This year’s Valentine rom-com mashes monsters with muslin: “Pride and Prejudice and Zombies” is a two-hour saga set in zombie-torn Regency England. The cheerful English countryside swarms with the walking corpses of England’s noblest ancestors. No longer does Elizabeth Bennet sit daintily in a tea parlour and wait for a rich gentleman to whisk her away; instead, she hides daggers and muskets underneath flowing skirts and takes a break from her afternoon tea to slay every “unmentionable” in sight. A feisty heroine, a classic romance and the walking dead: a lethal formula, with disappointing results. The film is not popular amongst Austen fans and literary critics and for good reason. By necessity, reimaginings of films or literature alter characters beyond perception. They add lengthy backgrounds, justify unsavory characteristics, redeem villains and shade in gray areas. Pride and Prejudice and Zombies does none of these. Seth Grahame-Smith’s novel of the same name was a parody of Pride and Prejudice, a creative, if rather ineffectual, experimentation of a beloved classic. The film tries to cast Grahame-Smith’s comical concept in a serious light and consequently reduces Austen’s complex characters to irritating caricatures of themselves. Nonetheless, the movie as a standalone remains an enjoyable romp through apocalyptic England, and although not a retelling worthy of Austen, serves as another creative experiment to satisfy the many morbid fantasies of Austen fans.
The film retains the most basic elements of the classic zombie movie, splattered with skeletons and exploding eyeballs. Darcy and Elizabeth hurl witticisms and bullets, Jane Bennet arrives at Netherfield drenched in rain and zombie guts, Wickham almost charms Elizabeth into creating an army of the undead, and Mr. Collins aims a gun at a zombie only to shoot Catherine de Bourgh in the face (well, at least we wish he had.) Placing Austen’s most beloved characters amidst zombies provokes understandably absurd reactions from the characters and even explains the motives behind the characters’ actions. Mrs. Bennet’s frantic plotting to get her daughters married before they become zombie fodder elicits sympathy from the audience, and conversely, Mr. Bennet’s neglect in instilling more propriety and sophistication in his daughters makes perfect sense in the apocalyptic context. After all, when a zombie can disrupt a ball and consume half the guests within five minutes, the arts of war should take precedence over the arts of seduction. Charlotte Lucas, possessing no combat skills, must marry Mr. Collins and receive the protection of Lady Catherine de Bourgh if she wishes to survive. Faced with a prospect of an early and gruesome death, even the minor characters have edges and a sharpness of personality lacking in Austen’s sleepy English countryside. They are darker and more digestible, and perhaps even more three-dimensional; sycophantic fawning turns into pleas for protection and betrayals into self-preservation.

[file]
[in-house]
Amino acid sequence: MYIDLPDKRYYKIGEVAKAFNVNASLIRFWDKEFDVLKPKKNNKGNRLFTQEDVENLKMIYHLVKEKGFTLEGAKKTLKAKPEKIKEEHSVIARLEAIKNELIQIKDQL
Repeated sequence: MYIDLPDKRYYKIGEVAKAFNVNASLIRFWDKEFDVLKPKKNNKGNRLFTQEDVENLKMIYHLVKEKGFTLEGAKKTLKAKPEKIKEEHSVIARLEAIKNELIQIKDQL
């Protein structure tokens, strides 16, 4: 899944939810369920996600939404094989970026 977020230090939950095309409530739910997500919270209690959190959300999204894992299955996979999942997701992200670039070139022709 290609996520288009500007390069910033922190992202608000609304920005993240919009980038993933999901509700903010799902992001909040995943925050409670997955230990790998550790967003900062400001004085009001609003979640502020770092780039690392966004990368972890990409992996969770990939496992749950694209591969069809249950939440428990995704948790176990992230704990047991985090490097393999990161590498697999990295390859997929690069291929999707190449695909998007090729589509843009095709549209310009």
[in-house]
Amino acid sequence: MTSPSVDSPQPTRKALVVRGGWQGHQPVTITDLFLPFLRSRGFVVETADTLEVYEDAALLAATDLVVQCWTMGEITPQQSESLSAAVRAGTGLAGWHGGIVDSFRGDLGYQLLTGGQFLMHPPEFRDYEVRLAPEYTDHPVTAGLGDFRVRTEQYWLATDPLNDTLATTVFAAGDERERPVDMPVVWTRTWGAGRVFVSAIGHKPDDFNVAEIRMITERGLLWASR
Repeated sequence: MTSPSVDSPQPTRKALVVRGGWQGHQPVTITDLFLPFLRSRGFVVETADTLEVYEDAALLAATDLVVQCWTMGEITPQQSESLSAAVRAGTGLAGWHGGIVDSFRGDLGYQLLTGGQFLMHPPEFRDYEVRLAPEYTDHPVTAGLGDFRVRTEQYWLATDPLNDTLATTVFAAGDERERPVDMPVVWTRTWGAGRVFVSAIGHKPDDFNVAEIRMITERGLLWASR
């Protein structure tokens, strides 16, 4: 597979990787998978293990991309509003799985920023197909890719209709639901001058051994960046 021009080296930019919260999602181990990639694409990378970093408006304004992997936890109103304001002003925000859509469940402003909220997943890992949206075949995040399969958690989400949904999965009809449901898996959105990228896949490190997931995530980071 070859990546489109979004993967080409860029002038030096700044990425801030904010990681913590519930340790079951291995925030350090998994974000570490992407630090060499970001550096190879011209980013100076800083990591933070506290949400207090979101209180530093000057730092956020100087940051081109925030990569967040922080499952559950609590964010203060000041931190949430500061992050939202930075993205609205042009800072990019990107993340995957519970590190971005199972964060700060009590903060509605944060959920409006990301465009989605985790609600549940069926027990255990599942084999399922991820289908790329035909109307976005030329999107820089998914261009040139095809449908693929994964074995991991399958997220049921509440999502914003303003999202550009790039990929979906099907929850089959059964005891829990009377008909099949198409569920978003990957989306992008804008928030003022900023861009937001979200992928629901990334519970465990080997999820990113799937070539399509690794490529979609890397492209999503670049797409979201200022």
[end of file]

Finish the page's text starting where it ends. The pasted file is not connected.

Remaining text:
The film places Jane Austen’s most beloved characters in absurd situations and provokes even more absurd reactions from the characters. For instance, when Mr. Darcy makes his infamous proposal, Lizzie fiercely attacks him–not just verbally but with her well-trained fists and feet. A sexually-charged combat between the two lovers ensues, as Austenites swoon over the scandalous breach of Regency protocol and Mr. Darcy’s taut biceps.
Photo courtesy of Screen Gems